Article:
From CBS’s Mark Knoller, we have a mostly complete list — one would hope, anyway — of President Obama’s “top priorities.” Take a deep breath before you dive in:
FREE TRADE AGREEMENTS: “…that’s something that’s going to be a top priority.” (4/27/10)
ENERGY SECURITY: “And that’s why my energy security plan has been one of the top priorities of my Administration since the day I took office.” (4/28/10)
EDUCATION REFORM: “To train our workers for the jobs of tomorrow, we’ve made education reform a top priority in this Administration.” (2/24/10)
STUDENT LOAN REFORM: “This is something that I’ve made a top priority.” (2/1/10)
EXPORTS BY SMALL BUSINESSES: “This is going to be a top priority.” (12/3/09)
HEALTH ASSISTANCE TO 9/11 FIRST RESPONDERS: “I’m not just talking the talk, we’ve been budgeting this as a top priority for this Administration.” (2/3/10)
END HOMELESSNESS AMONG VETERANS: “I’ve also directed (Veterans Affairs) Secretary Shinseki to focus on a top priority: reducing homeless among veterans.” (8/17/09)
HURRICANE PREPAREDNESS: “Our top priority is ensuring the public safety. That means appropriate sheltering in place or if necessary, getting as many people as possible out of harm’s way prior to landfall.” (5/29/09)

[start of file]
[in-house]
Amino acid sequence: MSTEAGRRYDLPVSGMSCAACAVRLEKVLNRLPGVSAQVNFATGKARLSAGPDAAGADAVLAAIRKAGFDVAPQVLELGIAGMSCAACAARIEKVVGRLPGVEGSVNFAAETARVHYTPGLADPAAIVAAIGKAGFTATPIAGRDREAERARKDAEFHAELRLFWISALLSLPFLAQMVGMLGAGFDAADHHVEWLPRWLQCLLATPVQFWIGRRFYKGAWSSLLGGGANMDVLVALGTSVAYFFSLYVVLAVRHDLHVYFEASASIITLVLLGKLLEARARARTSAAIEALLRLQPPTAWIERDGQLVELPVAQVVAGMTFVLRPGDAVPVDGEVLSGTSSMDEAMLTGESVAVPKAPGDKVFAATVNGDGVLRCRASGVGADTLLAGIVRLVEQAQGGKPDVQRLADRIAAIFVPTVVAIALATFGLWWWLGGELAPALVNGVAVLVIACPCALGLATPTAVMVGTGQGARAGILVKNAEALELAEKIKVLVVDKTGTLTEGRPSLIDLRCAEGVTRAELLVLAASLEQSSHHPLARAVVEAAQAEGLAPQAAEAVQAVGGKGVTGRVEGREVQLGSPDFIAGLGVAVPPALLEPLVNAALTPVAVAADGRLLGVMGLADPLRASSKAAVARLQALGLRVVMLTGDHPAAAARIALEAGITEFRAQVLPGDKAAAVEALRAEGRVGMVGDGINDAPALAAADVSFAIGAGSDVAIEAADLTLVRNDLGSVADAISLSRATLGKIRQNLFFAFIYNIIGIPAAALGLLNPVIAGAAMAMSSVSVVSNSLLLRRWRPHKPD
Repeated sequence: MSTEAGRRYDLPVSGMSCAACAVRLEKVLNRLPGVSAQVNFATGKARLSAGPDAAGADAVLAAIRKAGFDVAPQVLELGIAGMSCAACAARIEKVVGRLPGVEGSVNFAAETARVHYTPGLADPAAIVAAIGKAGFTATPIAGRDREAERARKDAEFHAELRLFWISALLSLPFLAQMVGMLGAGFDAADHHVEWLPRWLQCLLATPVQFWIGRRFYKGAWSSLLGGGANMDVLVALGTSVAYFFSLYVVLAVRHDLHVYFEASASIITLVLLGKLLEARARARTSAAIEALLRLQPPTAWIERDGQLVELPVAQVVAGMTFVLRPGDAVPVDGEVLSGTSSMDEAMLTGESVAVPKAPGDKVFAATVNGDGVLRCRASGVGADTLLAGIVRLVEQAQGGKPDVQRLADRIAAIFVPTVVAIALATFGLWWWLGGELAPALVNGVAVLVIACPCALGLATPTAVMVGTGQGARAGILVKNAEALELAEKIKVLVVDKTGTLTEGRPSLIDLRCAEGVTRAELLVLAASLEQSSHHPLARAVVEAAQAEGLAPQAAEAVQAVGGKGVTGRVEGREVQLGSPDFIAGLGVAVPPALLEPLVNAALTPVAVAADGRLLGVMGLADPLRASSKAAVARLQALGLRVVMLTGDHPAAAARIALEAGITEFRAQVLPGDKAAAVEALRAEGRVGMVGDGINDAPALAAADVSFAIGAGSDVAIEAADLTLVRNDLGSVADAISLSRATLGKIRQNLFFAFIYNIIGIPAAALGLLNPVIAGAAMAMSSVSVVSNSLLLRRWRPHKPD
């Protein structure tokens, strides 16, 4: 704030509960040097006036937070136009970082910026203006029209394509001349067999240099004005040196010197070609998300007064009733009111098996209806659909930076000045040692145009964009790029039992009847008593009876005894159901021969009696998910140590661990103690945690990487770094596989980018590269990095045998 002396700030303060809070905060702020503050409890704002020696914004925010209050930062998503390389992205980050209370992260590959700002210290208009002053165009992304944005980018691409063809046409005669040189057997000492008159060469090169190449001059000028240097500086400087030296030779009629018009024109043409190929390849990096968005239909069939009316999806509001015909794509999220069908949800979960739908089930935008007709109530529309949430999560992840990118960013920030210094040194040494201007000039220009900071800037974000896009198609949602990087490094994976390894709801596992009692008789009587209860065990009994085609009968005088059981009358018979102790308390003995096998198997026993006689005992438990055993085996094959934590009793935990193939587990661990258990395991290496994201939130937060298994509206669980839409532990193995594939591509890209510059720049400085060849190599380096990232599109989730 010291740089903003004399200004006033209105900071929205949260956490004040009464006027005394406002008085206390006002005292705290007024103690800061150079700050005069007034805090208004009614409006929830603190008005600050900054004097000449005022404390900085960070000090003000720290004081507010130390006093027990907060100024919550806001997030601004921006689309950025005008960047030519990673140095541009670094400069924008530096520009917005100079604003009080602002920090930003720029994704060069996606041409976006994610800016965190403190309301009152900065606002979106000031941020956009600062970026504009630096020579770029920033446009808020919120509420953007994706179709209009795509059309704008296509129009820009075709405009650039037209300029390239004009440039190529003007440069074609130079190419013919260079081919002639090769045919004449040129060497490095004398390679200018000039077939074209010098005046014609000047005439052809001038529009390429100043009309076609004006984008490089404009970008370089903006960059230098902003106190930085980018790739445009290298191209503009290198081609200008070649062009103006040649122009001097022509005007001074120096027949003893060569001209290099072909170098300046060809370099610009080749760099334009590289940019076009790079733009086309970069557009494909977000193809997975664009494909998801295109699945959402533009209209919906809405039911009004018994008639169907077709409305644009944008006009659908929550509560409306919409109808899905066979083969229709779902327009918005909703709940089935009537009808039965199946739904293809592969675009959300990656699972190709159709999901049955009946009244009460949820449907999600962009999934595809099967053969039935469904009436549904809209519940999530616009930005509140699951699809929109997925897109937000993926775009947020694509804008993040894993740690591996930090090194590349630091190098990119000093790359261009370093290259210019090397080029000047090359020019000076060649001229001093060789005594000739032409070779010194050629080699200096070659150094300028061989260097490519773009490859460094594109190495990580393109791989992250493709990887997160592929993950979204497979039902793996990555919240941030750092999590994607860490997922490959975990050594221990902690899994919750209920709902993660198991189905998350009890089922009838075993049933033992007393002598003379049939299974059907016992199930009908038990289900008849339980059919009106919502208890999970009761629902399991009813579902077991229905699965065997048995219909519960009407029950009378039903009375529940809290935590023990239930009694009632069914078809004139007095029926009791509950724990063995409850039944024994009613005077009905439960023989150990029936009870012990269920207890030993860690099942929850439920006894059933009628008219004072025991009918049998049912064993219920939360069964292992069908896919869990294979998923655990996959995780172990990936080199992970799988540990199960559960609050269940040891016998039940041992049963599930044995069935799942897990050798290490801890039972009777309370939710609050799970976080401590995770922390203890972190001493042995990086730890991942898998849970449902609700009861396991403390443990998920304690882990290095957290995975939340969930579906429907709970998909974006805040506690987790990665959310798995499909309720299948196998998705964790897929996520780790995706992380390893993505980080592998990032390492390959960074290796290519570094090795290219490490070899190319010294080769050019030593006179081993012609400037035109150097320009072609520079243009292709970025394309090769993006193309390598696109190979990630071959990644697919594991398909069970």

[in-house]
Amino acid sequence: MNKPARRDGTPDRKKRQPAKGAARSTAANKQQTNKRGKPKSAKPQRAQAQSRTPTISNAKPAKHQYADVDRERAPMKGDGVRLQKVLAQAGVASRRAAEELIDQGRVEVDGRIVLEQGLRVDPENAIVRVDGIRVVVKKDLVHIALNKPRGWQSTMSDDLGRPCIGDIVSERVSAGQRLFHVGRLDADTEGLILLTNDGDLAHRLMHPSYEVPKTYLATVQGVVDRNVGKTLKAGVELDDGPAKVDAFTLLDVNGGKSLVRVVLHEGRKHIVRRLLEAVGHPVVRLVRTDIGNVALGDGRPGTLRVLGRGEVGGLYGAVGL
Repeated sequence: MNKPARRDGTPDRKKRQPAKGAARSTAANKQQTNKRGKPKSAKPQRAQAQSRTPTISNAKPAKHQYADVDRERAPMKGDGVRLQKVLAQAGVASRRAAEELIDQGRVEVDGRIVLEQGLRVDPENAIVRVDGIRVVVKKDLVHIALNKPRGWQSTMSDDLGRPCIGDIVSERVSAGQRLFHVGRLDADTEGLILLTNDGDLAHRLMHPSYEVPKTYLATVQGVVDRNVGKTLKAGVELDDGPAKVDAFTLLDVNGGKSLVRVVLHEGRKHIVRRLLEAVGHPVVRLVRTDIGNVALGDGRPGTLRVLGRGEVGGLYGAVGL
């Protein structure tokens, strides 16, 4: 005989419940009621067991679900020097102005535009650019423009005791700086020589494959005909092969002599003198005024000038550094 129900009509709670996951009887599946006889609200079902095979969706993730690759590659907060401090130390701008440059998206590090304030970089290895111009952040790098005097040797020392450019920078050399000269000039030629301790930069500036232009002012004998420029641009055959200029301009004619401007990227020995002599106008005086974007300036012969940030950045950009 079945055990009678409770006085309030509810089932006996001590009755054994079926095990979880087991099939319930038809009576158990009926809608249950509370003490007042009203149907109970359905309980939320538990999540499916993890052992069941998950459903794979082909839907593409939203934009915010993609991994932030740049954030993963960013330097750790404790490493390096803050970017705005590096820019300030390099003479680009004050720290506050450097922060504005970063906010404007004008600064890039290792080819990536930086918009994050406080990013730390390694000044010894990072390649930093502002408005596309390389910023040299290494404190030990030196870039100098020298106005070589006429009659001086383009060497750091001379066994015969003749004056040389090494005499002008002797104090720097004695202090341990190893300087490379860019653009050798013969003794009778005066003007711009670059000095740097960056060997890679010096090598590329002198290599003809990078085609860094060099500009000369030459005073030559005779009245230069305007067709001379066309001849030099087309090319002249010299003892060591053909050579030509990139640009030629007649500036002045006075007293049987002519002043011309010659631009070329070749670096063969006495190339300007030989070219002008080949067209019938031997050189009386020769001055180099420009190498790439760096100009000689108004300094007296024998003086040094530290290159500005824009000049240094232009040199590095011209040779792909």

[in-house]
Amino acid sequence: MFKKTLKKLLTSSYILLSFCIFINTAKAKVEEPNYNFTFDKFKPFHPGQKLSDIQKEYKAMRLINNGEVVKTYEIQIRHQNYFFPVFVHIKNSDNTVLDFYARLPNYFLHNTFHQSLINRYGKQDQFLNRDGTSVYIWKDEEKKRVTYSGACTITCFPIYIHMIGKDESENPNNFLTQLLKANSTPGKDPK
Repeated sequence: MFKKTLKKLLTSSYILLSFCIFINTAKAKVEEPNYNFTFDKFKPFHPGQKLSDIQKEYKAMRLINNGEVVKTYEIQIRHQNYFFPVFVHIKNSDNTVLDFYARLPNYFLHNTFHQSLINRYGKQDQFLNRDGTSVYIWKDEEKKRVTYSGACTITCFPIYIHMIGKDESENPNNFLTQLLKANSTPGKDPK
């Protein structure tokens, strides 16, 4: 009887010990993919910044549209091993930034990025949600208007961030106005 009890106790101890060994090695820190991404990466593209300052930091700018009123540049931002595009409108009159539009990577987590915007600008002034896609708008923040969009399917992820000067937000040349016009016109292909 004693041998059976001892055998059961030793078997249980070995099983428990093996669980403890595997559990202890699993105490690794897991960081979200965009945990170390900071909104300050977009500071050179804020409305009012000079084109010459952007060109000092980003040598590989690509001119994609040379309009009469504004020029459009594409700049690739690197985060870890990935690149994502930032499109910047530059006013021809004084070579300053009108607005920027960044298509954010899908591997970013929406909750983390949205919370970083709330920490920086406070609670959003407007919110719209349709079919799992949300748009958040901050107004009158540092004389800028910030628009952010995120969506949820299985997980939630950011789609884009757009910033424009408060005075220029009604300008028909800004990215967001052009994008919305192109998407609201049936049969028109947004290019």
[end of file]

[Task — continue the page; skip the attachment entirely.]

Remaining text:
H1N1 FLU VACCINATIONS: “And throughout this process, my top priority has been the health and the safety of the American people.” (5/1/09)
SUPPORT FOR MILITARY FAMILIES: “These military families are heroes too. And they are a top priority of Michelle and me. And they will always have our support.” (5/30/09)
STRENTHENING TIES WITH CANADA AND MEXICO: “We’re going to make this a top priority…” (10/16/09)
CONSUMER PROTECTION: “During these challenging times, the needs of American consumers are a top priority of my Administration.” (2/11/09)
ENVIRONMENTAL PROTECTION: “So this is going to be a top priority generally improving our environmental quality.” (11/5/09)
Those are in addition to (on top of?) border security, recovery and rebuilding from the recession, sustainable economic growth, and, of course, creating jobs.
It’s getting awfully crowded up there — almost as crowded as it is under that bus.
Isn’t it interesting that the Ground Zero Mosque is being built by The Cordoba Initiative? Just a question that flashed after too much coffee and too little sleep, but it does make one wonder.
The Spanish city of Cordoba was once the Muslim city of Qurṭuba, capital of the Caliphate of al-Andalus. And Osama bin Laden has used what he calls “the tragedy of al-Andalus” as a recruiting tool for Islamic terrorists in the mideast and elsewhere.
So why is this Initiative, why is this mosque, named after a city Islamists seek to reclaim, if the meaning and the intention is to foster interfaith brotherhood and warm feelings and unicorn dreams?